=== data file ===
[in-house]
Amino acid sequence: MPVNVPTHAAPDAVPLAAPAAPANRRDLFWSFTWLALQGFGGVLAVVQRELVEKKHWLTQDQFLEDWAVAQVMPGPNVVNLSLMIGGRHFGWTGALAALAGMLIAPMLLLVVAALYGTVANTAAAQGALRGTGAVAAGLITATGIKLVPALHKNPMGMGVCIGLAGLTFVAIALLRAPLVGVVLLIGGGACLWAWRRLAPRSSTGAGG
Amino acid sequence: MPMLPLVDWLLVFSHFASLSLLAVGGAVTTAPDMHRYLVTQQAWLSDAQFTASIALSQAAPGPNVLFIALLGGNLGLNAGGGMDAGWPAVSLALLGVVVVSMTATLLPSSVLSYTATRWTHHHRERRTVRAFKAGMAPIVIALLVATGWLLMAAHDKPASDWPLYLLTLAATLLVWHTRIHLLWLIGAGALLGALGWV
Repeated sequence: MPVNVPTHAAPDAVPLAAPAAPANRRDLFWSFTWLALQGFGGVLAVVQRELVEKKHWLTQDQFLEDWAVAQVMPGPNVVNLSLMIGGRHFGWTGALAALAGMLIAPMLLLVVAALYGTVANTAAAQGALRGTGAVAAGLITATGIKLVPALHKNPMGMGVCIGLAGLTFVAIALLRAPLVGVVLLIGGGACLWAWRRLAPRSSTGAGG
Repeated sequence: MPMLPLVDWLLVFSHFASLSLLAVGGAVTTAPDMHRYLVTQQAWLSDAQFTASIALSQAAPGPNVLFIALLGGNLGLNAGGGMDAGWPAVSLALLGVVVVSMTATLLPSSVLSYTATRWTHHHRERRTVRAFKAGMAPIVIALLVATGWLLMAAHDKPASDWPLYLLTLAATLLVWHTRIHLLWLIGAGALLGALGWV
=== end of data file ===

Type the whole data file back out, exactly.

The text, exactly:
[in-house]
Amino acid sequence: MPVNVPTHAAPDAVPLAAPAAPANRRDLFWSFTWLALQGFGGVLAVVQRELVEKKHWLTQDQFLEDWAVAQVMPGPNVVNLSLMIGGRHFGWTGALAALAGMLIAPMLLLVVAALYGTVANTAAAQGALRGTGAVAAGLITATGIKLVPALHKNPMGMGVCIGLAGLTFVAIALLRAPLVGVVLLIGGGACLWAWRRLAPRSSTGAGG
Amino acid sequence: MPMLPLVDWLLVFSHFASLSLLAVGGAVTTAPDMHRYLVTQQAWLSDAQFTASIALSQAAPGPNVLFIALLGGNLGLNAGGGMDAGWPAVSLALLGVVVVSMTATLLPSSVLSYTATRWTHHHRERRTVRAFKAGMAPIVIALLVATGWLLMAAHDKPASDWPLYLLTLAATLLVWHTRIHLLWLIGAGALLGALGWV
Repeated sequence: MPVNVPTHAAPDAVPLAAPAAPANRRDLFWSFTWLALQGFGGVLAVVQRELVEKKHWLTQDQFLEDWAVAQVMPGPNVVNLSLMIGGRHFGWTGALAALAGMLIAPMLLLVVAALYGTVANTAAAQGALRGTGAVAAGLITATGIKLVPALHKNPMGMGVCIGLAGLTFVAIALLRAPLVGVVLLIGGGACLWAWRRLAPRSSTGAGG
Repeated sequence: MPMLPLVDWLLVFSHFASLSLLAVGGAVTTAPDMHRYLVTQQAWLSDAQFTASIALSQAAPGPNVLFIALLGGNLGLNAGGGMDAGWPAVSLALLGVVVVSMTATLLPSSVLSYTATRWTHHHRERRTVRAFKAGMAPIVIALLVATGWLLMAAHDKPASDWPLYLLTLAATLLVWHTRIHLLWLIGAGALLGALGWV